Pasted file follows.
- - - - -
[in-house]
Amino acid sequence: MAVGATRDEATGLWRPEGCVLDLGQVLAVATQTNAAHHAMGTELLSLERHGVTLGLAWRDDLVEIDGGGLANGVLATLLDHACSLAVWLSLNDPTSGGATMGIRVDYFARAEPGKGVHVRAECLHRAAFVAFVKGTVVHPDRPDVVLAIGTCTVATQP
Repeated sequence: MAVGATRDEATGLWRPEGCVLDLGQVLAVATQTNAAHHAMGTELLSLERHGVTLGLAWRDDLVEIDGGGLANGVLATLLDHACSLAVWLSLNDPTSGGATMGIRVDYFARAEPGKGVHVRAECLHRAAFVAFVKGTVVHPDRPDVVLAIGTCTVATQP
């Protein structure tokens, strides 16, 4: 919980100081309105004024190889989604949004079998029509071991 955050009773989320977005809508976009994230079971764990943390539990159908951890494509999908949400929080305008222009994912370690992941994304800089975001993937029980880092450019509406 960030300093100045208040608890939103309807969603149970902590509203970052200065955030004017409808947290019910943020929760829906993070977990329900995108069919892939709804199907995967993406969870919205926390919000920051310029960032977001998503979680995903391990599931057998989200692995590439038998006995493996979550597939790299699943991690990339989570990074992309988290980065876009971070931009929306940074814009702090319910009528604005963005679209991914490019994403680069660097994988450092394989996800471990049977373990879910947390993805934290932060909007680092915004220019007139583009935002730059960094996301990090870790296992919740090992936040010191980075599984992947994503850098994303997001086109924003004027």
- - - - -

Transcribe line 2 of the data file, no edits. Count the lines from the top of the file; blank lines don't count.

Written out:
Amino acid sequence: MAVGATRDEATGLWRPEGCVLDLGQVLAVATQTNAAHHAMGTELLSLERHGVTLGLAWRDDLVEIDGGGLANGVLATLLDHACSLAVWLSLNDPTSGGATMGIRVDYFARAEPGKGVHVRAECLHRAAFVAFVKGTVVHPDRPDVVLAIGTCTVATQP